I wake up, I use the bathroom, I drink some coffee, I eat some food, I brush my teeth, I write emails, I drink more coffee, I use the bathroom again, I might go on a run, I eat more food, I go to a meeting, I write more emails, I think about what to make for dinner, I stare out the window, I make phone calls, I use the bathroom, I read a section from a Bible commentary, I make dinner, then eat it, then watch tv, then brush my teeth again, then sleep for a while, until the cat wakes us up at some ungodly hour, because he’s a social eater and wants someone to accompany him to his bowl, then more sleep, then I wake up and do it all over again.
There’s some variety from day to day, of course—a trip to the grocery store, a walk with a friend—but that’s basically my routine of the everyday. Except I forgot to mention all the snacks. I snack constantly.
There is so much to life that is about the mundane, the ordinary, the tedium of figuring out another meal. We live by routines that are necessary for life, like food, like social engagement, like housework, like paying bills. I think I feel those routines as all the present during this pandemic, the unchanging consistency of what happens from day to day, from hour to hour, and how what I do doesn’t change too much. It’s not like all of that wasn’t already there in the before times, but it’s that now I feel them all the more intimately, as if time is all the more present, almost observable, kind of like I’m my own social experiment all of a sudden, and I can track the variables, the subtle differences from one day to the next.
That’s why I love the season of Christmas—especially this year. Felt like kind of a lifesaver. The routines shifted. I got to listen to special music, holiday music just for this season, from morning until evening. For me that meant mostly those Sufjan Stevens Christmas albums—which I love, except when he gets a little too weird. My favorite song from those albums, since you asked, is the one about the “Christmas unicorn,” because of the transition at the end of the song to Joy Division’s “Love will tear us apart.” It’s just the best.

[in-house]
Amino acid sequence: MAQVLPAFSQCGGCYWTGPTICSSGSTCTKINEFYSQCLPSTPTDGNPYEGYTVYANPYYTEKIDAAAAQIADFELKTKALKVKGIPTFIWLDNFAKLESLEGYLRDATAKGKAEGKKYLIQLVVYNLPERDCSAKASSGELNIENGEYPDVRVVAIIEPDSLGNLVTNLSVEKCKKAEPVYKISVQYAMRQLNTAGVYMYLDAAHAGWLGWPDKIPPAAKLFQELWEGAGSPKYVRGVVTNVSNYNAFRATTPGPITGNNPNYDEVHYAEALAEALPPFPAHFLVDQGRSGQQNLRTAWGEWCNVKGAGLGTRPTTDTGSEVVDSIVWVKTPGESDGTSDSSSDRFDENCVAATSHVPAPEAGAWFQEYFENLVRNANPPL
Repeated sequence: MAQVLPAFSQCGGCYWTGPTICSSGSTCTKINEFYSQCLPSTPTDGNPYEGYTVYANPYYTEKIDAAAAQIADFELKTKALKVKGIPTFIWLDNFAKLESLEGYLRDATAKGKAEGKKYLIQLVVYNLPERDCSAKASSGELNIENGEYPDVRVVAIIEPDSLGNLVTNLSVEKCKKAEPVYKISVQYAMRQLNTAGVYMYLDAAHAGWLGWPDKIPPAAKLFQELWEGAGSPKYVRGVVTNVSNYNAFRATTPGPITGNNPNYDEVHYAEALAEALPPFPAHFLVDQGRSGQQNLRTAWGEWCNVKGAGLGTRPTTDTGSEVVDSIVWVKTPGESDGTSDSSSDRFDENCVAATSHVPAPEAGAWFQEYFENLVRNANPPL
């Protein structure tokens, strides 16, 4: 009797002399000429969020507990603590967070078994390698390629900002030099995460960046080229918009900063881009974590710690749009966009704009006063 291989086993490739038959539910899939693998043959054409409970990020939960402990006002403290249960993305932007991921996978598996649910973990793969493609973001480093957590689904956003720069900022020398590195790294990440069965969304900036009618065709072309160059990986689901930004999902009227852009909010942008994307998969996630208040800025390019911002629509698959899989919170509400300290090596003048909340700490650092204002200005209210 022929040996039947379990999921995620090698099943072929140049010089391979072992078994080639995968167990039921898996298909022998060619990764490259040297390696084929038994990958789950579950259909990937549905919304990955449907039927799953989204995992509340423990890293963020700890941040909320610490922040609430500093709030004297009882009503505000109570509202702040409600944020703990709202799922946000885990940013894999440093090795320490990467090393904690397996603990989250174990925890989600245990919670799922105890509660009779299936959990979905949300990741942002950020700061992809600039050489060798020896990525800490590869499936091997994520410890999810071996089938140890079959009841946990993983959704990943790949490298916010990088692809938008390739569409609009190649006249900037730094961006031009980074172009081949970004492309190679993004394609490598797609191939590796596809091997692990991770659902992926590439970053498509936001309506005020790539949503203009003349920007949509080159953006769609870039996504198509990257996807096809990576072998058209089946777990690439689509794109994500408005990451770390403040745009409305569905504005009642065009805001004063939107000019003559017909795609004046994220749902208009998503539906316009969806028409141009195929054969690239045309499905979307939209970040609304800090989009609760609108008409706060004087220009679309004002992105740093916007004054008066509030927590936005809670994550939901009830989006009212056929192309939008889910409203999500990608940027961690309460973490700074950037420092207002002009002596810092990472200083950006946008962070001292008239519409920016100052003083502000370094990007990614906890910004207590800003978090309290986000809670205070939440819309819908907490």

The specialness of the season also permits us to bring a tree into our homes, if that’s something you want to do—to put a tree in the living room, or wherever, and string lights around it and hang trinkets and memories from the branches. At our place we like to keep the tree as long as we can, until epiphany, this weekend, when we finally succumb to peer pressure and cultural expectations and get rid of it, which we did yesterday. And now, this week, we return to the ordinariness of household life, the mundane returns.
That’s the shift in seasons, in routines, I hear in the story from Matthew this year—this shift from ordinary to special to ordinary again.